Lesson 3 – Today the little ants know everything about cell phones. They learned it after a blanket advertising campaign (ten pages of the daily Corriere della Sera were bought by Vodafone on the day of the release of their first smart phone for sale) and after severe exclusions (a smart phone is required to access normal administrative functions). At the same time, the little ants have a medieval knowledge of biomedicine. That’s okay, because if they knew how their bodies work it would be very difficult to sell them all those unhealthy products or hide the corrupt choices sometime made by governments regarding health. Speaking of the so-called “political struggles”, it is more effective to offer civic education and scientific preparation to the little ants that vote (conscious democracy), rather than organizing a protest movement against a wrong policy after it has been approved by Parliament. For example, after the cases of infection caused by the other two corona viruses, SARS (in 2003) and MARS (in 2012), the funds destined to study them were very few. [xi] For information on democracy, see Lesson 1. For political inadequacy, see Lessons 1 and 2. If we had studied well similar infectious agents ten years earlier and had had governments more interested in disease prevention than finance, we would have saved many lives. This has been proven by two countries, South Korea and Taiwan, which had treasured the experience of their SARS epidemic (in 2002). Examples of countries that exhibited criminal inaction at the start of the Covit19 pandemic are France, England and the United States (in alphabetical order), with arrogant heads of government. They were then woken up by the World Health Organization, but the damage, still to be ascertained, it has been done. [xii]  Once the pandemic has passed, we must not go back to “everything as before “.

Dismantling Public Health

If we consider in particular the current European countries and USA, with a pronounced social stratification (a rich minority and a majority moving toward poverty) and with a decreasing bourgeoisie, [xiii] we note that this trend is also reflected in the health system. About thirty years ago the disease industry (called however “health industry”) began to divide into two strands: Medicine for the rich and medicine for the poor (called however “private” and “public”). The latter one has much less resources and is much slower. This advancing inequality happened in silence, without a preliminary public debate, like all the changes that favour the interests of large investments, while the little ants are distracted by TV and mass media.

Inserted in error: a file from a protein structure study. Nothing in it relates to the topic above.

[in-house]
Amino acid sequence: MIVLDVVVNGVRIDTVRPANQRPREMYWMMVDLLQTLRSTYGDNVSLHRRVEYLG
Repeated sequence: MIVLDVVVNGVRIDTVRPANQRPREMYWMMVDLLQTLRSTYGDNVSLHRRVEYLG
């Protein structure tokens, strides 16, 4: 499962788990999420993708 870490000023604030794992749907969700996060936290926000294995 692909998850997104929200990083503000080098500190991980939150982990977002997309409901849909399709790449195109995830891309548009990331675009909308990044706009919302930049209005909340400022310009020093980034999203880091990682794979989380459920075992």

Unfortunately, the health intervention necessary for a pandemic infection is the public one. Moreover, on this occasion the right attitude of politicians should have been that of those who manage Services for citizens, not that of those interested only in political power. [xiv]

Lesson 4. Here is how the small virus exposed the inefficiency of the two stranded medicine (causing the easy spread of the infection), as well as demonstrating its fundamental unjust nature (higher percentage of deaths among the poor). Was there really a need for a pandemic to make us understand that a just health regime is available for everyone and is well subsidized by the State? Let’s wonder why President Obama’s plan for national medical care has been opposed so strongly by the US conservative party. To understand the US mentality, let’s imagine that there were two levels in the military defence system: a ramshackle army that defends the poor and a very technological one to defend only the rich. It would make us laugh, perhaps it would seem logical to US conservatives. A recent article by Gael Giraud has discussed how our health systems should change for the future viral pandemics, very likely to occur considering the changes in the environment caused by human interference. [xv]  Good idea. Once the pandemic has passed, we must not go back to “everything as before“.

Finally, a question: why being so scared of the virus, when …

A good Italian Franciscan friar and missionary in China, Luigino Belloli, has released a text on the pandemic with an original approach in one sense, but worrying in another. In short, he asks himself: why be so scared of the small virus when in the last centuries much worse has happened and this has never frightened us? And he reminds us of terrible things to the detriment of people and the environment.

In the framed paragraph below we briefly see these tragedies, starting with the one for which there may be an explanation of our insensitivity and continuing with those that demonstrate, instead, how unaware and oblivious (or distracted by those who do not want us to think) we are about a disastrous trend. Catastrophic attitude? No, just look at changing social statistics and changing climatic patterns. Facts speak.

For years, we have been told that around 10% of the world’s population consumes around 90% of the goods and services produced in the world. Other data: the properties of the few existing billionaires (only 2,000 people) correspond to the properties of 4,5 billion people of the about 7 billion living on Earth (Oxfam annual report 2019). Although the news is impressive, it may not disturb the average little ant that probably still has enough resources to live decently. But this extreme difference between a few very wealthy consumers and a great many needy poor people is not only immoral. It also creates the environmental and social crisis that kills about 8 million people a year, not every now and then like a virus, it kills them regularly every year. This begins to worry anyone who has a minimum of ethical sense or is capable of imagining even worse future imbalances.